The Al Qaeda-linked jihadist Al-Nusra Front terrorist organization has captured a town in an oil-rich province in eastern Syria after a three-day battle in which at least 100 soldiers and 30 rebel fighters were killed this week.
The deaths came during clashes in al-Shaddadeh, a town near the Iraqi border overrun completely by the rebels on Thursday, according to the UK-based Syrian Observatory for Human Rights.
Also among the opposition forces were units from the Free Syrian Army, according to Omar Abu Laila, a spokesperson for the FSA eastern command. However, the radical Islamist Al-Nusra Front is now in control of the town, according to the AFP news agency.
The captured town is located about 46 kilometers (28.5 miles) south of the provincial capital, Hasakah, among the 10 largest cities in Syria. Hasakah is home to a mixed population of Arabs, Kurds, Assyrians/Syriacs and Armenians. The province itself is located in the far northeastern corner of the country.
Rebel forces were not as fortunate in the central city of Homs, however: “The army has entered Jobar in western Homs, and rebel fighters have withdrawn from the district,” said Observatory director Rami Abdel Rahman. Loyalist troops also took control of the southwestern Homs district of Kafraya.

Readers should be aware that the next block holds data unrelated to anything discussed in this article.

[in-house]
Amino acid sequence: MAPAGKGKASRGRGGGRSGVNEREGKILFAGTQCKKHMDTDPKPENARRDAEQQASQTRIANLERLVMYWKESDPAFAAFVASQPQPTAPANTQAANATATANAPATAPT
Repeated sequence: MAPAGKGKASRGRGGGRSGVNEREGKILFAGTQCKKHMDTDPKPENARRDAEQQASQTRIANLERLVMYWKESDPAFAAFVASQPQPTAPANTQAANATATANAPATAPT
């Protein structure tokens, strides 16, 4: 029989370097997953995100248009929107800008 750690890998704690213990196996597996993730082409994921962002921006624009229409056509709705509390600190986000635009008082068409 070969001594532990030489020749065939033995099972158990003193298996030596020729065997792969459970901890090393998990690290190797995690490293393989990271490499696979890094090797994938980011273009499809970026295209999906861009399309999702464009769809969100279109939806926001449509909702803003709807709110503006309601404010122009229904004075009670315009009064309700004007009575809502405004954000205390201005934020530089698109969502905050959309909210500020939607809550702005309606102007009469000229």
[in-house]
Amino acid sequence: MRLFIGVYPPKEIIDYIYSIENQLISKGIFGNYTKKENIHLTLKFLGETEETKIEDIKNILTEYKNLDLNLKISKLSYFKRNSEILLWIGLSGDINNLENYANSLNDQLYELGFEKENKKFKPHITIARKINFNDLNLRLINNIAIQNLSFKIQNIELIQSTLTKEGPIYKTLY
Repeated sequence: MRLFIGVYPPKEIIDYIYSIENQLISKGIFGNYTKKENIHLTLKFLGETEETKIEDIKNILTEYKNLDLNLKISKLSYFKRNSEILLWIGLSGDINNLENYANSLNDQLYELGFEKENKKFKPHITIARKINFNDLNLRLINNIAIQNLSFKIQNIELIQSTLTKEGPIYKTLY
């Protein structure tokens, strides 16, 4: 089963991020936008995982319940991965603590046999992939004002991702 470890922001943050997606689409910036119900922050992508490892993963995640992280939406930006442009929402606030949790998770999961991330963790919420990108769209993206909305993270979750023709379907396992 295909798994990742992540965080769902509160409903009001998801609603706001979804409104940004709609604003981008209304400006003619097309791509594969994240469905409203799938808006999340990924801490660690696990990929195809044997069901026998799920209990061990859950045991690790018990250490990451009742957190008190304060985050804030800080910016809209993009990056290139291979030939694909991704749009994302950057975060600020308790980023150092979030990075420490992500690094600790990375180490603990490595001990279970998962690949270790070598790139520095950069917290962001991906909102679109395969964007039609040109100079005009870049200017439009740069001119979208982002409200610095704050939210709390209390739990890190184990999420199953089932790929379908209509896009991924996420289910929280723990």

The province of Homs is strategic to the regime of President Bashar al-Assad due to its size – it is the largest in the country – and because it links the capital, Damascus, to the coast.
Syrian activists told reporters that rebel forces are also battling loyalist troops for control of the main international airport in the northern commercial hub city of Aleppo.
Nearly 250 people were killed on Wednesday, including at least 105 civilians, according to the Observatory, one of the highest daily death tolls in recent months.